I want to inspire girls to pursue combat sports: Sonia Bhardwaj

Currently ranked 69th in the world, Sonia Bhardwaj is one of India’s top talents in taekwondo. The 21 year old is currently a part of the Peace Taekwondo Academy and is fully focused on improving her rankings to qualify for the Olympics. In this exclusive interview, Sonia speaks about her journey in taekwondo, winning the gold medal at the India Open, overcoming challenges, the importance of mental strength, future goals and much more!

Q 1) When were you first introduced to taekwondo and what made you pursue it professionally?

I started Taekwondo in 2011 as I wanted to learn martial arts. The atmosphere in my house was a little conservative, my sister got married at the age of 21. When I started Taekwondo I had to listen to a lot of taunts and I was asked to concentrate on my studies. In my household it's not even like you can complete your studies to make your career. It's like you study till the 12th standard and then do the rest after marriage. I wasn't interested in getting married and I didn't want that life. My brother was my first coach and I trained with him for a year before getting a silver medal in the nationals. That silver medal gave me a lot of motivation and even my family was really happy with that. They were mainly impressed by the prize money which showed them that girls' income isn't dependent just on studies but they can earn via sports as well. 

After that I kept on progressing and winning more medals. When you get a medal in nationals, the Haryana Government gives you a scholarship. That gave me a lot of support and motivation. Then I found out that taekwondo is played in the Olympics as well and that pushed me to work harder. From my background not a lot of girls play sports so that is a kind of responsibility on my shoulders. Everyone in my family and a lot of other people think that girls can only study and do nothing after that. I want to become an example and prove them wrong, so that more girls can start playing sports.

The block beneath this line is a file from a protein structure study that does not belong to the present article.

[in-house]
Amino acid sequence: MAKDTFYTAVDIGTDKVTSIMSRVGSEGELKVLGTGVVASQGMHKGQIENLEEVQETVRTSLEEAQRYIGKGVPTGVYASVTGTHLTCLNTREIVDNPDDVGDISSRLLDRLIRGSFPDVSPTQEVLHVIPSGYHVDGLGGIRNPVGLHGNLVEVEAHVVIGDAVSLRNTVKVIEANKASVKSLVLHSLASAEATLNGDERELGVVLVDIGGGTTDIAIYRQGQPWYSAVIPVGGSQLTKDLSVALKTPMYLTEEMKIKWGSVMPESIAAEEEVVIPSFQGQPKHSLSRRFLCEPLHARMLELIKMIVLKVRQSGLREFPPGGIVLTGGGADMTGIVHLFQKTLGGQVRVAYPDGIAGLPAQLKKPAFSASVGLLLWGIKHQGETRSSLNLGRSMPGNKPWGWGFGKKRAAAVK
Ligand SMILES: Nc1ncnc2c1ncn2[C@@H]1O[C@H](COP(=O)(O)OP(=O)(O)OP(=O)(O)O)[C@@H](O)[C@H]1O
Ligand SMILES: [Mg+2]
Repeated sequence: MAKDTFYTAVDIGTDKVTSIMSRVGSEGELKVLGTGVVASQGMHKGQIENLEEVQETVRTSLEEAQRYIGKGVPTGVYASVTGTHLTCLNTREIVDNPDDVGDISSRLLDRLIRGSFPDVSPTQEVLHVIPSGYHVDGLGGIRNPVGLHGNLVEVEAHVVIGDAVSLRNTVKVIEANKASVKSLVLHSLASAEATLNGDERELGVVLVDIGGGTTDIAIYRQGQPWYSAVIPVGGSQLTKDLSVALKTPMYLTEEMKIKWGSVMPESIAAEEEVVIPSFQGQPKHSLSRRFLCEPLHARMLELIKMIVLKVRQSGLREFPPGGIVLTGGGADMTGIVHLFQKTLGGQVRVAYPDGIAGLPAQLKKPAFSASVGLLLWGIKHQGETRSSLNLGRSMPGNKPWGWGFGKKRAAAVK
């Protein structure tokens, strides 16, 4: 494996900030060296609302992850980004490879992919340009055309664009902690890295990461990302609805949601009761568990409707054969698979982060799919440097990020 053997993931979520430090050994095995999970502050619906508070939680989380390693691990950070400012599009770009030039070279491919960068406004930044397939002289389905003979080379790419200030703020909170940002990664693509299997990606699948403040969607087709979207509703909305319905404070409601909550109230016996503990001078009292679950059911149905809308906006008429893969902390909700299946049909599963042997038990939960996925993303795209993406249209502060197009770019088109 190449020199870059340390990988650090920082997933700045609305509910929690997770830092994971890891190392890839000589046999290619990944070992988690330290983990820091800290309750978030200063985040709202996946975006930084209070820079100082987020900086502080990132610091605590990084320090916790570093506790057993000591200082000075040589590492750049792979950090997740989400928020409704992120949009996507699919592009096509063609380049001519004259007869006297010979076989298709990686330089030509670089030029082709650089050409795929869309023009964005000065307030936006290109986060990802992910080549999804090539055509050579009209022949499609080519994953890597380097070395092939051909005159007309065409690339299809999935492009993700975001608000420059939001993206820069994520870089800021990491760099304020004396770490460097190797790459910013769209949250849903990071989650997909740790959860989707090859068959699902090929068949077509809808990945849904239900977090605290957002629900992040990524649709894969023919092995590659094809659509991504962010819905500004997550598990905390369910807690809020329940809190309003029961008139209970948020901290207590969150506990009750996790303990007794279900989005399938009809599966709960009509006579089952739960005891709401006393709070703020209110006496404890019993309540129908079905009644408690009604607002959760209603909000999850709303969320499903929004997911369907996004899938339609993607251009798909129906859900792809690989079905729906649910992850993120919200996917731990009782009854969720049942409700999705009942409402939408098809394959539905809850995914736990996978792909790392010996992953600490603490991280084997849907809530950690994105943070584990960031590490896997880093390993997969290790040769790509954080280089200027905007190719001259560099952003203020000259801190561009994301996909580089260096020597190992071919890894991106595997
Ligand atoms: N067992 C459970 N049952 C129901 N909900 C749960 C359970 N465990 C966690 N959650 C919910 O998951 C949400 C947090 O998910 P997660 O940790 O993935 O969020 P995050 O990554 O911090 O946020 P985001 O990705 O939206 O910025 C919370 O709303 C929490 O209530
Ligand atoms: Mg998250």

Q 2) You won the gold medal at the India Open in 2019. Was it the most special achievement in your career? If not, which are the other most memorable achievements?

I would say that the India Open is my biggest achievement. After that win my family seriously started supporting me. Before that it was just like I was getting medals and earning money but then they found out that I was making a name for myself. The event was broadcasted live on DD Sports and everyone in my neighborhood and family were watching it live and cheering for me. My father was also happy to see that I am doing really well because the Nationals didn't get telecasted live and I didn’t get any fame from it. I got a little famous after that and people got to know about me. That was the first time I got a compliment from my father which was a proud moment for me.

Q 3) What are some of the biggest challenges that you have faced in your taekwondo career? How did you overcome them?

Financially I faced a lot of problems because my parents weren't that stable but they did support me as much as they could. A lot of times I didn't have money to participate in championships. After the India Open, I was All India rank 1 but I still didn't have sponsors to participate in championships. That was the time when I was at the peak of my game and I would've won more medals had I got more support. After that I kept getting demotivated and then as I was searching for sponsors the whole world went into lockdown. I became very frustrated and didn't understand what to do while age was also catching up. People also started talking about how I wasn't winning medals anymore and it was sort of like I was getting the blame. After that I started getting injured as well which was very demotivating. Even paying the physiotherapist after an injury was getting very expensive.

Also read: Jackie Chan and Bruce Lee inspired me to take up martial arts: Radha Bhati

Q 4) How important is mental strength for a taekwondo athlete to become successful at the highest level?

In taekwondo, mental strength is the most important thing. If you're not mentally strong then it becomes difficult to strategize. As taekwondo athletes we have to do meditation to keep our mental side of the game active.

Q 5) Who are the taekwondo athletes that you look up to and why?

When I was kid I didn’t see many athletes, but you can say my brother used to show me taekwondo moves when I was young, I initially started taekwondo thinking it was karate. My brother used to show me a lot of taekwondo videos and there I used to follow a Chinese player called Wu Jin Yu. I still follow her moves as she was a former Olympic champion. She is an inspiration also as she won a World Championship medal at the age of 33 after giving birth.

Q 6) What are your future goals as a taekwondo athlete? How do you plan to achieve them?

Firstly, my main goal is to improve my ranking to qualify for the Olympics. I plan to achieve this by participating in small international tournaments by winning medals there. My current rank is 69 in the world and my Olympic rank is 120. If I come in the top 8 of the Olympic ranks, then I will get direct entry into the Olympics. Once I qualify for the Olympics then I plan to win a medal now that the Shikhar Dhawan Foundation is sponsoring me till the 2024 Olympics.


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